I have too many shoes. Even after a purge last year, when I donated five gently used pairs and received one pair back from Naya shoes to style in various ways, I still have shoes taking up space in my closet (and my head — where I consider them each time I put together an ensemble and inevitably end up dismissing them). Too many of anything you don't need is wasteful and resource-sucking.
Reading through Caitlin Moran's hilarious new feminist memoir/call-to-arms, "How to Be a Woman," I noticed she spent almost as much time on her lifetime of frustrations with shoes as she does on the birth of her first child. The problem is that shoe buying is easy, but wearing shoes is hard. Moran resorts to wearing men's shoes, which she says are less expensive, made better, and are far more comfortable. While I love a great pair of cowboy boots, Doc Martin's or flip-flops, all of which are pretty unisex, but unlike Moran, I love a good heel, and I don't hate wearing them. (Her problems walking in even slightly heeled shoes sound a little pathological, or maybe she has strangely shaped feet.)
That being said, I still have too many shoes. But I think I'm getting close to figuring out how many I actually, really need. About 12 pairs, but only 10 would be out at any one time (I live in a very seasonal part of the country). FYI, I work from home, but also attend events and meetings regularly, some of them "fancy," so I can't get away with just wearing the same pair of sandals every day.
Here's my list:
Two pairs of running sneakers: I run and trail run - it's important to not only have a dry pair ready to go when you need it, but I like to run in a very thin, light sneaker (sometimes referred to as a 'barefoot' shoe) when I'm in the woods. It's fun to feel the trail under your feet and make adjustments to terrain on the fly. I like a slightly more cushioned pair for running on concrete, even though I practice the barefoot running style. (Obviously, if you do other sports, you might not need two pairs).
One pair of good quality flip-flops: I like Havianas because they last forever, are made well, and come in a zillion colors and iterations. It's easy to have a small wardrobe of flip-flops, but you only need one good pair since it's not like you have to wait for them to dry if you get caught wearing them in the rain.
Two pairs of brightly colored sandals with heels: Like Moran mentions in her book, bright yellow sandals are surprisingly versatile. My other color would be red, or maybe a bright blue. These are fun shoes, but should be shoes you can wear to work, casual outings, and are comfortable and easy to clean. I would choose one with a very low heel and the other with a slightly higher (an inch and a half, maybe).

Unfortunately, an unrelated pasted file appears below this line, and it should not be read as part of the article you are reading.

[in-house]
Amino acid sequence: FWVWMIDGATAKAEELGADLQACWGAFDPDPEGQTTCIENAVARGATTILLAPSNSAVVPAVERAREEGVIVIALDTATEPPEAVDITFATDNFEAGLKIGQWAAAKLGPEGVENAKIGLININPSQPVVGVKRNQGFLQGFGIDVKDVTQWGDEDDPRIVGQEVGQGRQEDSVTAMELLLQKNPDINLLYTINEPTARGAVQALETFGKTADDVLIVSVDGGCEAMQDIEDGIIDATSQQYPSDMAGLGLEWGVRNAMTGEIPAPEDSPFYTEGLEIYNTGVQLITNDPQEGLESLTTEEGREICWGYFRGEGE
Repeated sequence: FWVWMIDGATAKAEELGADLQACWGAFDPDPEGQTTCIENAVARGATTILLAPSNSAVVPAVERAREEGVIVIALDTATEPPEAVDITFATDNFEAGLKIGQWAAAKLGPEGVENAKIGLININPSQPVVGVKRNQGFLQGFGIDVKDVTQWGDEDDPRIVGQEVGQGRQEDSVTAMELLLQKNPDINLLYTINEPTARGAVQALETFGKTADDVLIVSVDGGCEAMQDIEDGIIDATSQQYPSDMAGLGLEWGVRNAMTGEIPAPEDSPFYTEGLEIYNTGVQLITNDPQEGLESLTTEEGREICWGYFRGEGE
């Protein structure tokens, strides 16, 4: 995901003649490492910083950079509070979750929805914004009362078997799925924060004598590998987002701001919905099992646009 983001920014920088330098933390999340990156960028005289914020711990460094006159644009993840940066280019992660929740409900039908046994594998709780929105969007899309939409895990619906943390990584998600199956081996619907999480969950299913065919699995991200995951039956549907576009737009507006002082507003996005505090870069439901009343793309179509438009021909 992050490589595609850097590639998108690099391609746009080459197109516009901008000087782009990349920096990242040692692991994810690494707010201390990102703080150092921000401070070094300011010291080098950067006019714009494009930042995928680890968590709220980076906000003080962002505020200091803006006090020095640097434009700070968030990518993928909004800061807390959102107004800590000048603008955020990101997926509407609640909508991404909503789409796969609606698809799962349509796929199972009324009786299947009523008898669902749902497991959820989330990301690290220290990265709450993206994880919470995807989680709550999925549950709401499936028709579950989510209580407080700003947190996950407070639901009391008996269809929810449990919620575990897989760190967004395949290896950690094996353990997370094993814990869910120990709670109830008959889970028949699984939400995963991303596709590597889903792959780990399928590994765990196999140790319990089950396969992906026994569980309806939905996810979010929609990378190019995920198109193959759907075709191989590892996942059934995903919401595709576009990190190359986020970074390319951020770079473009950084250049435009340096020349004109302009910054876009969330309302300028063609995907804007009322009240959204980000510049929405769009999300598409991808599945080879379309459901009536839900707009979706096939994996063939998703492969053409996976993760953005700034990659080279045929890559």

Nude-colored ballet flats or flat sandals: Don't break up the leg — especially if you're wearing flats — by wearing a strong color on your foot. These should be dressier than flip flops, but skip the bejeweled stuff.
Two pairs of boots, one high, one low: These are your go-to's in fall, winter and spring. They should make you wince a bit at their cost, because good quality boots are expensive to make.
Hiking sandals: I love to hike and check out rivers, streams, ponds, gorges, seas, sounds and oceans. Having open footwear makes water sports in almost any area a lot easier. You don't have to worry about your feet, which can give you access to other areas. I also have a pet peeve about hot feet when I'm out in the summertime. Though this is a very specific shoe, I have had the same pair of them for almost 10 years now (Chakos), so I'll be keeping them around.
Two pairs of low-heeled, cold-weather shoes: Basically like the sandals above in terms of heels, but one pair should be in black or brown. These replace the sandals when it cools down.
Crazy, sexy, ridiculous, fun shoes for dancing (or just standing in, looking good): Because we all need one pair, and if you get them in a classic shape and color, you can wear them for five years or more.
One pair of serious winter snow boots: I live in New England and spend time in NYC, where stuff gets really messy in the winter. When I need to (or want to) walk, I know my feet will be kept warm and dry.
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